With the cathedral remaining open throughout construction to accommodate community members and 18 masses every week and given the complexity of designing and installing a geothermal system in a historic structure with such a high intensity of use, an experienced team of collaborators was key to the project’s success. As design team leader, MBB enlisted a top-tier group of experts, including geothermal plant designer Landmark Facilities Group, Norwalk, Conn.; well-drilling consultant P.W. Grosser Consulting Inc., Bohemia, N.Y.; structural engineer Silman, New York; and geotechnical engineer Langan Engineering, Parsippany, N.J., who collaborated with Zubatkin Owner Representation LLC, New York, and construction manager Structure Tone to conceptualize and design the geothermal system.
The geothermal system itself comprises 10 wells in terraces flanking the north and south sides of the cathedral; Samuel Stothoff Co., Flemington, N.J., drilled 9-inch-diameter boreholes through dense Manhattan schist at a depth of up to 2,250 feet through bedrock. Pumps and compressors were located in a former boiler room in the basement, controlled by a building management system that determines whether and how much to heat or cool based on thermostats set around the cathedral, heating or cooling different zones independently.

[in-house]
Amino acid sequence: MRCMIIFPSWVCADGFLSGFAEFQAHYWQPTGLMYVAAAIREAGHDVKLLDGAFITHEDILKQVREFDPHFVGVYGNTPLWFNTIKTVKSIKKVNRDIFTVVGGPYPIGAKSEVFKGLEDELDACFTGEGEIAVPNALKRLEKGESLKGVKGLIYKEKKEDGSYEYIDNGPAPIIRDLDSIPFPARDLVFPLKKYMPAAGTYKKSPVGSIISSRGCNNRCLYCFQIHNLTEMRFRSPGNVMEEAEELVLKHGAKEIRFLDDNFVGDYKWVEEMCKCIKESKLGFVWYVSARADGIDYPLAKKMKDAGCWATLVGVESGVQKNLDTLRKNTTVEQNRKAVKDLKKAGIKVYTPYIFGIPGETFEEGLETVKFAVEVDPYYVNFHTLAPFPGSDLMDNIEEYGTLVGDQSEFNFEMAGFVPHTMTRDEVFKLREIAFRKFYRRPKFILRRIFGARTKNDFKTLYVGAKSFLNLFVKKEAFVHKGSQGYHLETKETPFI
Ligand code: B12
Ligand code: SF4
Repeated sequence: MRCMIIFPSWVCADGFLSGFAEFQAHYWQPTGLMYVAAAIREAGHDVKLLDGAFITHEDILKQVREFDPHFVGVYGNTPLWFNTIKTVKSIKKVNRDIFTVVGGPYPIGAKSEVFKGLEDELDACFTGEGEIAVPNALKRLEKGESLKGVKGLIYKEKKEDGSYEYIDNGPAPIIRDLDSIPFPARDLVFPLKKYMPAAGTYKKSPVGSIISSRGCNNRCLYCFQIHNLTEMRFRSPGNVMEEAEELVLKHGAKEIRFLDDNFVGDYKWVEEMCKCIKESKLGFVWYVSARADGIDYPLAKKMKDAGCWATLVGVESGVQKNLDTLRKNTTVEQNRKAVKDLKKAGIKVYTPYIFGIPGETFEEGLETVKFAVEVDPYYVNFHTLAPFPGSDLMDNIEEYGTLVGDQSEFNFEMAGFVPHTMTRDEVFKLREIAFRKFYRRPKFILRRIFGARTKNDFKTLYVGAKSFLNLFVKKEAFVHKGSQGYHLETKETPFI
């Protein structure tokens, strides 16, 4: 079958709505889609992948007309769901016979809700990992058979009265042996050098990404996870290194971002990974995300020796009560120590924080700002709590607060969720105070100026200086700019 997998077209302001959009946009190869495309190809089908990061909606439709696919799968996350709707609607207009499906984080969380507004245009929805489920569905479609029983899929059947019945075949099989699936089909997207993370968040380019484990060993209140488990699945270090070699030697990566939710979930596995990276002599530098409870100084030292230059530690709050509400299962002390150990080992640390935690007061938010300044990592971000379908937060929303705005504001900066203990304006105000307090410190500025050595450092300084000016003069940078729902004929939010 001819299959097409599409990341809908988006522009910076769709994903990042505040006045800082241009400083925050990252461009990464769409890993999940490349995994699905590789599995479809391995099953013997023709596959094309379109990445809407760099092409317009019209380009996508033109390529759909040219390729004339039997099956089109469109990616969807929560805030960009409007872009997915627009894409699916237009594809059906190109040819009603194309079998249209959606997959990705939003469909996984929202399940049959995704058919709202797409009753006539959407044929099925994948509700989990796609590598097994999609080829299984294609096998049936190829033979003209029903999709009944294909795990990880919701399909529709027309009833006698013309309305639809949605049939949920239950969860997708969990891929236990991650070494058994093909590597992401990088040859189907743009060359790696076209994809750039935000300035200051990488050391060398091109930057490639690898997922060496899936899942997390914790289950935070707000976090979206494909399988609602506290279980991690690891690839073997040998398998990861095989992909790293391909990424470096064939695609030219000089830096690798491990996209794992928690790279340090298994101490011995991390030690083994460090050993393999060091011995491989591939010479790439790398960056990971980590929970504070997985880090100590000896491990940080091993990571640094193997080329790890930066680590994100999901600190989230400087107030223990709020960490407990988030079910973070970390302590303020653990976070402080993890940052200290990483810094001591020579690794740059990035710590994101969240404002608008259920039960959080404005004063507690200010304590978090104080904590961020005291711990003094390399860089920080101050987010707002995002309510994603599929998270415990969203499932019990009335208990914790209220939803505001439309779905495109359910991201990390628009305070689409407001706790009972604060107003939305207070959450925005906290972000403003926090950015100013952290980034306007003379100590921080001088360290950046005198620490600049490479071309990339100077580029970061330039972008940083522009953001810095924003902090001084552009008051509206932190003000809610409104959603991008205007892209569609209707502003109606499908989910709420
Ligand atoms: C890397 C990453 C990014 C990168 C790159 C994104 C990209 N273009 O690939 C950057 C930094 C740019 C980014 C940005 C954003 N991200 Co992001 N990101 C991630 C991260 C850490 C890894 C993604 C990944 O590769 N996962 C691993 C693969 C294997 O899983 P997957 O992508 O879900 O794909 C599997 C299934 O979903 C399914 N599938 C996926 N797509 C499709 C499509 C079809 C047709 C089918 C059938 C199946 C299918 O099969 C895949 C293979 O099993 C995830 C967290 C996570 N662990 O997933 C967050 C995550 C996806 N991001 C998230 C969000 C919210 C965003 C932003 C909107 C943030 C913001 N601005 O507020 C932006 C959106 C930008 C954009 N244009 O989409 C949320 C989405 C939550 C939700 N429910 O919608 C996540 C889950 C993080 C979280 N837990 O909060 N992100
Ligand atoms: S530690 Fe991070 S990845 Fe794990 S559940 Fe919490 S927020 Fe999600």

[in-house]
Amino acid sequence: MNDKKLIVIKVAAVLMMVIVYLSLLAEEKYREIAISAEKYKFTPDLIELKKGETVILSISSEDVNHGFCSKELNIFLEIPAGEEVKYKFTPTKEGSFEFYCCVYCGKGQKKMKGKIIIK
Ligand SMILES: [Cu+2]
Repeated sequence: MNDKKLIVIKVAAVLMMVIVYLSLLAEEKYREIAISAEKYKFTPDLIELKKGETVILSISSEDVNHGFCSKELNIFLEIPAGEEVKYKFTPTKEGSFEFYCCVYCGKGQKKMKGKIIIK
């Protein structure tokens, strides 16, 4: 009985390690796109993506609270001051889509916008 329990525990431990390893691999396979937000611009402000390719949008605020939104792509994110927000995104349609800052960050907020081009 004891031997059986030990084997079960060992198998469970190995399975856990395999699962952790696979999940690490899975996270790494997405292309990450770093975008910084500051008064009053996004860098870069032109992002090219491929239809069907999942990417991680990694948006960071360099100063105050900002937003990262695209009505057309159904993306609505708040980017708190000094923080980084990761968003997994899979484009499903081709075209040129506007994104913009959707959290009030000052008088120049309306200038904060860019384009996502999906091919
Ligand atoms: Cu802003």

Producing air conditioning and heating for the entire campus, the system is capable of generating 2.9 million Btus per hour of air conditioning and 3.2 million Btus per hour of heat when operating at full capacity. To increase durability and mitigate corrosion, stainless-steel pumps and an HDPE ground loop were used. To increase resiliency, the project team included gas-fired boilers and an evaporative fluid cooler to back up the primary system by adding extra cooling or heating to the wells at peak demand, if required. The geothermal plant itself was designed for longevity and ease of maintenance with durable titanium plate modular heat exchangers and other modular, small-scale elements. The modular design enables single wells to be taken offline to work on component parts.